Beguiling piano motifs haunt an otherworldly dimension as strings resonate in solemn reverie against a superficial backdrop of electronic miasma. Disquiet ensues in the empty spaces between intervallic leaps as the player purposively caresses dormant keys in simple gestures redolent of Satie in one of his more contemplative moments. Dust shaking off sleeping strings, become electronic particles brought to life from field recordings and artificial resonances that envelope notes as they lift off the keys. This is Benjamin Finger’s 11th studio album, Ghost Figures.
After the deconstructed electronica pop of 10 and the extended jazz of Amarosa Sensitiva, Benjamin surprises with a subtle work of pensive dimensions grounded in the sound of a piano and delicately emphasised through the electronic realm. Piano pieces recorded over the course of two years and processed in the digital realm, Ghost Figures is yet another example of Finger’s ideology where everything goes and yet, there’s no denying there are characteristic traits that are shared across many of Benjamin Finger’s previous albums. There are definitely some similarities to Listen to my nerves hum from 2013, predominantly in his chosen instrument, but that’s where the resemblance begins and ends, with Ghost Figures standing very much on its own in his extensive discography.
Simple arpeggios and figure bass lines float across the expanse of the manual, often emphasising individual motifs through repetition. In simplicity, Benjamin creates empty spaces, extensive vacuums that envelop listeners in isolation with only their feelings as consort. Joy, sorrow, serenity or paranoia, these are all visceral incantations of the solitary mind, and although
Benjamin might offer subtle encouragement into various directions, the journey is all ours to make. The music, when condensed to elementary phrases, offer an unreduced visceral experience for the listener and one gets the severe sense of something completed through each exotic piece as they conclude.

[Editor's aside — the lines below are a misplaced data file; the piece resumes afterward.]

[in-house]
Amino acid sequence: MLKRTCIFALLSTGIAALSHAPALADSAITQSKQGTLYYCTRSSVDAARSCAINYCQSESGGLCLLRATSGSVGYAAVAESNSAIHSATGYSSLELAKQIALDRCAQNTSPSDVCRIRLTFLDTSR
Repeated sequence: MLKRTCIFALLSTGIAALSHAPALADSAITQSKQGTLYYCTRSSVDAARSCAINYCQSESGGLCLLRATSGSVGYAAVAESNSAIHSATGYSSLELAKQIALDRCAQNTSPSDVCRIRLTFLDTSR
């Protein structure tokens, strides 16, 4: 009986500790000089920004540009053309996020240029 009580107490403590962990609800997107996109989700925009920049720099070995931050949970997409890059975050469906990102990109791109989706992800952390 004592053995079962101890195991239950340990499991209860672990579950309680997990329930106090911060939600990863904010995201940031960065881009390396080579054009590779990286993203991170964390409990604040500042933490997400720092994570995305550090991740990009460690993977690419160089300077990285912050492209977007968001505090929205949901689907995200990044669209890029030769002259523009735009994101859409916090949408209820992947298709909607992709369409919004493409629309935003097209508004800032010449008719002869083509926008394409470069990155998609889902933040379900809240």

What might have started out as improvisation sessions finds some resolve in Benjamin’s post-production techniques. Field recordings of babbling brooks; the suppression of a sustain pedal released as rhythmical accompaniment; the hiss of some digital process hanging onto notes like morning dew, these are the elements that complete Ghost Figures. They very rarely come to the fore, the piano remaining the star o the show, but without these moments the instrument would be very little more than a hollow shell with a naive, irresolute expression through its keys. Without Benjamin’s nascent subtle touches as he revisits, recomposes and re-contextualises these very raw moments at his chosen instrument, much of that feeling or sensation through listening to Ghost Figures, would have evaporated into nothingness.
Ghost Figures is not the passive, structural listening experience that 10 was, and past the superficiality of the initial musical engagement at the keys, lays a daunting depth waiting to shallow you up and spit you out on the other side. It strips you of any objective reasoning with very little beyond the obvious for cognitive thought as it takes us to that most abstract unexplained dimension in music where emotion and intuition are your only companions.